About Us

National LGBT Bar Association

We are a national association of lawyers, judges and other legal professionals that works to promote justice in and through the legal profession for the LGBT community.

The LGBT Bar provides programming for LGBT legal professionals such as national lecture series, corporate counsel institute and the annual Lavender Law Conference & Career Fair. Additionally, the organization hosts networking events, works with special interest attorney groups and creates advocacy resources for the LGBT community.

The LGBT Bar aspires to improve the quality of life for LGBT legal practitioners until the time that LGBT legal professionals are recognized without discrimination, stigma or negative bias.

OUR HISTORY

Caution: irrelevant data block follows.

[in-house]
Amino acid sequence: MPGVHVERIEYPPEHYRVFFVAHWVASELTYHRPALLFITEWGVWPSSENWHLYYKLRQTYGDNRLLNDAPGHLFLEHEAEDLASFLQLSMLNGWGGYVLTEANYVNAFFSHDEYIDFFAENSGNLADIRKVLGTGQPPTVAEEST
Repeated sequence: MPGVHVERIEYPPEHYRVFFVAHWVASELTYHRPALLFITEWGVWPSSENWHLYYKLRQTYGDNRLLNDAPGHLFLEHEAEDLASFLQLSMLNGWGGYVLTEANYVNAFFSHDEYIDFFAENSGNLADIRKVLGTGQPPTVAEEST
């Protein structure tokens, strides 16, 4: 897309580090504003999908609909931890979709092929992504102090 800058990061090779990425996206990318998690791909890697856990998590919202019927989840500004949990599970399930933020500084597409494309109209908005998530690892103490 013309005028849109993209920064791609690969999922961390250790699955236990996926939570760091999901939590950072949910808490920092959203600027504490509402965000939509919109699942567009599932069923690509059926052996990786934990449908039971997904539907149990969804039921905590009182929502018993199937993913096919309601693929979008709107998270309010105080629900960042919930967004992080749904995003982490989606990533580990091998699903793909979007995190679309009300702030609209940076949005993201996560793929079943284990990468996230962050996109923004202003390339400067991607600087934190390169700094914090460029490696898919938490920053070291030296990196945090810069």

The National LGBT Bar Association was founded twenty-nine years ago by a small group of family law practitioners. At the height of the HIV/AIDS crisis, this core group of volunteers saw an overwhelming need to have an organization to serve as the legal voice of the lesbian and gay community. The creation of a national lesbian and gay bar association would allow them to share resources and educational opportunities nationwide, and open the dialogue regarding laws affecting the lesbian and gay population. The idea of creating the bar association was formally introduced at the 1987 Lesbian & Gay March on Washington and enthusiastically supported by the group.The first Lavender Law® Conference took place the following year in 1988 at the Golden Gate University in San Francisco. Historic transcripts of that conference, including sessions “Where after Hardwick ?,” “Contested Custody Litigation,” and “Military Law for Gays and Lesbians” can be found in the LGBT Bar audio archive. In 1989, at the American Bar Association’s Mid-Year meeting, bylaws were presented, and a nonprofit board of directors was formalized. At the second board meeting in 1989 in Boston, the LGBT Bar, then known as the National Lesbian and Gay Law Association (NLGLA), had 293 paid members, and initiated a campaign to ask the ABA to include protection based upon on sexual orientation to its revision of the Model Code of Judicial Conduct for Judges. In 1992, the LGBT Bar became an official affiliate of the American Bar Association and it now works closely with the ABA’s Section on Individual Rights and Responsibilities and its Committee on Sexual Orientation and Gender Identity.